Variable rate mortgage
If you opt for a variable rate mortgage, your interest rate is not set and will fluctuate throughout the lifetime of your mortgage. A large number of variable rate mortgage lenders will base their rates on the Bank of England base rate, plus a certain percentage. For example, if a lender offers a tracker rate which follows the base rate plus another 1%, given that the base rate is currently 5.25%, this would make your current payable rate 6.25% (5.25% plus 1%).
There are a few different types of variable rate mortgage, which include:
- Tracker rates – As mentioned, a tracker mortgage usually will track the base rate set by the Bank of England, or sometimes a separate rate set by the individual lender, plus a set percentage. Currently tracker rates appear very attractive as interest rates are so low, but it’s worth noting that many tracker deals have a ‘collar’ below which the rate cannot fall.
- Standard variable rate (SVR) – this is the rate you will move onto once your fixed rate term, tracker or discount rate has ended. Each lender’s SVR will be different, but generally SVRs tend to be much higher than the rates on other types of mortgage, with the average SVR currently sitting at 8.18%, according to financial website Moneyfacts.co.uk.
- Discount rates – This is a rate that is set at a specific percentage below a lender’s SVR. So for example, if a lender’s SVR is 8.18%, and your discount is 1%, you will effectively pay a discounted rate of 7.18% for the duration of your discount rate term.
The main advantage of variable rate mortgages is that if interest rates are particularly low, you could pay less for your mortgage than you would if you’d opted for a fixed rate deal.
However, it’s important to understand that you’re not protected against interest rate rises, so if rates do go up, you could end up paying a lot more for your mortgage. It’s important to make sure you’d be able to handle an increase in monthly repayments should this happen.
3. Have you checked the mortgage fees?
When you take out a mortgage, you need to look at more than just the interest rate on offer. There are a number of fees associated with any mortgage, so you will need to take these into consideration when managing your budget.
Typically, mortgage costs and fees could add up to anything from £400 to well over £3,000, depending on the type of property you are buying, its value, and the kind of mortgage you’ve chosen. While some of the fees are due upfront when you complete on your property, you may be able to add some to your mortgage. However, bear in mind that you will be paying interest on anything you add to your mortgage, which could end up costing you more in the long run.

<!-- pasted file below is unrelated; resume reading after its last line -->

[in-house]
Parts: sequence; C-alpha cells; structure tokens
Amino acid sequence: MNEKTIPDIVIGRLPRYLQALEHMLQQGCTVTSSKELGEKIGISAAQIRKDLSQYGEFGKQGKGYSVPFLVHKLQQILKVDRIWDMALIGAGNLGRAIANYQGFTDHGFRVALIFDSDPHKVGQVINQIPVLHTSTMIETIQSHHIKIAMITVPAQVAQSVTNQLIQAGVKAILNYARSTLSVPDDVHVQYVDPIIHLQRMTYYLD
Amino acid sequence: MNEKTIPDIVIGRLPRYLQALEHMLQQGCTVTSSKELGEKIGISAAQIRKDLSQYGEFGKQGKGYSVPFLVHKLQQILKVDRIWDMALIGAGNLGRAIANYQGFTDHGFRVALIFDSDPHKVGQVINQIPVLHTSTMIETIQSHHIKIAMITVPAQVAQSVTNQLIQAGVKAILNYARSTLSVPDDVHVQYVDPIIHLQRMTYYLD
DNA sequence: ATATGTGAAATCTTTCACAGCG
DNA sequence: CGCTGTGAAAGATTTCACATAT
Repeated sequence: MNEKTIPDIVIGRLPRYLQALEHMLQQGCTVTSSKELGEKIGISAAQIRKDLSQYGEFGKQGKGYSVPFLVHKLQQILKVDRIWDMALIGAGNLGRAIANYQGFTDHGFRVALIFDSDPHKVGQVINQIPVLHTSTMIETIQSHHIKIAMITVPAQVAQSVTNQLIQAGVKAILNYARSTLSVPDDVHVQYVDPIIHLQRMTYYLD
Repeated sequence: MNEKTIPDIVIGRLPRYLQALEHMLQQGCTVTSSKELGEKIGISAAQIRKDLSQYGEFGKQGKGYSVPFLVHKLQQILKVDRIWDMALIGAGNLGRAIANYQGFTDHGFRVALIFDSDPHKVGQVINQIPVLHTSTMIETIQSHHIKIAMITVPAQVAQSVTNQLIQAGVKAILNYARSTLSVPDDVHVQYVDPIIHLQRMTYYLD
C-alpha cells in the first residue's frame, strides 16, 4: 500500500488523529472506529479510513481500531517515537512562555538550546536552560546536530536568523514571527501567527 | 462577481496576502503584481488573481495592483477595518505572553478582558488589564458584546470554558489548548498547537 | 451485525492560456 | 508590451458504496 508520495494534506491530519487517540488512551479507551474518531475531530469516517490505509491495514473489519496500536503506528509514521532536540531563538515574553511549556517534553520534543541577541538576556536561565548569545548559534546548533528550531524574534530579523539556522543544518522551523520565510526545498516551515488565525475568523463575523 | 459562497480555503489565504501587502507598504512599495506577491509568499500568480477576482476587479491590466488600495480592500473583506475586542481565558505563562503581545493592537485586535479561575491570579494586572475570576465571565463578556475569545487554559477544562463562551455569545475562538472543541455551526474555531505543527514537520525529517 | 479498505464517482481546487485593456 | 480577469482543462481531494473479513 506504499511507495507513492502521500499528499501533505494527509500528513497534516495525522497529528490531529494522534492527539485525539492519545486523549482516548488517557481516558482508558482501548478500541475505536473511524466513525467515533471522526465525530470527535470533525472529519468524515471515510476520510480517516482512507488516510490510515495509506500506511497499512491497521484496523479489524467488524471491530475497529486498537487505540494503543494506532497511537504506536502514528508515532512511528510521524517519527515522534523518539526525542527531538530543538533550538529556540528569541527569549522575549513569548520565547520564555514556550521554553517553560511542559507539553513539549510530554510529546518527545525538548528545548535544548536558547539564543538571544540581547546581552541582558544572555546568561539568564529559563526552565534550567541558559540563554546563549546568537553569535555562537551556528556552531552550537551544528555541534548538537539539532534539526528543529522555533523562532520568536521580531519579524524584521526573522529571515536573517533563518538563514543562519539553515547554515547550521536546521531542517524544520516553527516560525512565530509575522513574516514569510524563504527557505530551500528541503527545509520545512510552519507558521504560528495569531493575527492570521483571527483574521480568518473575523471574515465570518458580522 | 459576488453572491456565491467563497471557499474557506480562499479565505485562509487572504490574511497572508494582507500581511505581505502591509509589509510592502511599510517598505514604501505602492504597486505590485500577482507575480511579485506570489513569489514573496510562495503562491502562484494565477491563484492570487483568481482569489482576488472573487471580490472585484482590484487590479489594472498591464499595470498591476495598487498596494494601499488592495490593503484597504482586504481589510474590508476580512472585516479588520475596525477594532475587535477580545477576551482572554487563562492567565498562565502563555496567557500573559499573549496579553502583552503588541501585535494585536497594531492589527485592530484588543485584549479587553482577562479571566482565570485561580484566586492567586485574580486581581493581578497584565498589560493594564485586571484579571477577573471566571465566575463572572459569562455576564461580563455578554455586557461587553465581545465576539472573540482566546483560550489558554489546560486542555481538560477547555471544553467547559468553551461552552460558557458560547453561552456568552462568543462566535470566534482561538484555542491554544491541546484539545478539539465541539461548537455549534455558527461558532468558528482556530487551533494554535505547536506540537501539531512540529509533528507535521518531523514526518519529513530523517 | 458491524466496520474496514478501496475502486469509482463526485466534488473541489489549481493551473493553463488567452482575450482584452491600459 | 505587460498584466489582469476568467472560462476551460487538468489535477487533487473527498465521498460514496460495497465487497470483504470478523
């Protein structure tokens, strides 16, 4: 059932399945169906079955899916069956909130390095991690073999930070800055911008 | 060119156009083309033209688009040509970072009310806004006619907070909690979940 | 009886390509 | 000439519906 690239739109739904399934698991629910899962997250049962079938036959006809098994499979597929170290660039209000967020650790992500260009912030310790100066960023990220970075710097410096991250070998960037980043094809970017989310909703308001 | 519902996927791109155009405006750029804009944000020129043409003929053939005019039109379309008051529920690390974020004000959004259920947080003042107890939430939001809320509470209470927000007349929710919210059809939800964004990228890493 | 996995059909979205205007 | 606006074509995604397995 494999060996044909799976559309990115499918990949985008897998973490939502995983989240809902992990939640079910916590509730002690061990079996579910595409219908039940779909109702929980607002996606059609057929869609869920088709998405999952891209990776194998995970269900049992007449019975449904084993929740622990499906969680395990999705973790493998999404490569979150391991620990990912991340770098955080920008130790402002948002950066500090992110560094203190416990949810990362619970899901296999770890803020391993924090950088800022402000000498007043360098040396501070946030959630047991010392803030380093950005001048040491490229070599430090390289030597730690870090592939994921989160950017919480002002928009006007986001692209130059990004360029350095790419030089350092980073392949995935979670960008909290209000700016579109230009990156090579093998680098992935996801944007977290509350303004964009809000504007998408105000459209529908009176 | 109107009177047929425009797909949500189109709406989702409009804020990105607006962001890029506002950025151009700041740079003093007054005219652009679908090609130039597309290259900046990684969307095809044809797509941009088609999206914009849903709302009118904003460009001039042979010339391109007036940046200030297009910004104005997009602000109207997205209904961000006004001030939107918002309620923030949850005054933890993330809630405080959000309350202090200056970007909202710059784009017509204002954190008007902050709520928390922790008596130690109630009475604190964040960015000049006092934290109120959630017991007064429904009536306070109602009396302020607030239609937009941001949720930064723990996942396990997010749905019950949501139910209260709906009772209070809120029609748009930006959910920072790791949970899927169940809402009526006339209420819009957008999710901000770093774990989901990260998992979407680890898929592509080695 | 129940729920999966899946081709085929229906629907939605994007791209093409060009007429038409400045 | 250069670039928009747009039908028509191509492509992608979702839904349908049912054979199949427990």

The most common charge you’ll face is a mortgage arrangement fee. This is charged by lenders to set up your mortgage, and it’s also known as the product fee or completion fee. As a general rule, the lower the mortgage rate, the higher the fee. So while the rate may be attractive, sky-high arrangement fees can make a big difference to your overall costs.
In addition to the mortgage fees you might need to pay upfront, there may also be fees attached to payments during the mortgage term. While you may not need to ever pay these fees, it’s worth knowing what your lender charges as it may make a difference to how you manage your mortgage. For example, if you plan to pay off your mortgage sooner, you would want to look for a lender with low early repayment fees. These fees will usually include:
- Missed payment charges – if you miss a monthly payment or pay late, you may be subject to a penalty charge.
- Early repayment fees – If you want to pay off your mortgage in its entirety or remortgage before your current deal finishes you may need to pay early repayment charges. These are usually to cover the cost of the loss of interest for your lender. Most lenders will, however, allow you to pay back up to 10% of your mortgage balance each year without penalty.
- Exit fees – When you pay off your mortgage and close your account, you can sometimes be charged an administrative or exit fee to process this.
You can find out more about the various mortgage charges you need to watch out for in our article Mortgage fees and costs explained.
Some final things to consider
If you’re ready to start comparing mortgages, this mortgage comparison tool enables you to compare more than 15,000 mortgages from over 90 different lenders in minutes.
If you are unsure about anything it can be good to speak to a mortgage broker or advisor to make sure you find the best deal for you based on your individual circumstances. Find out more in our article Should I get advice on my mortgage?
Speaking to an experienced mortgage advisor can help you to understand your options and get a great deal on your mortgage. If you’re looking for somewhere to start, you can speak to a Rest Less Mortgages advisor and get high quality advice on residential, retirement interest-only, equity release and buy-to-let mortgages.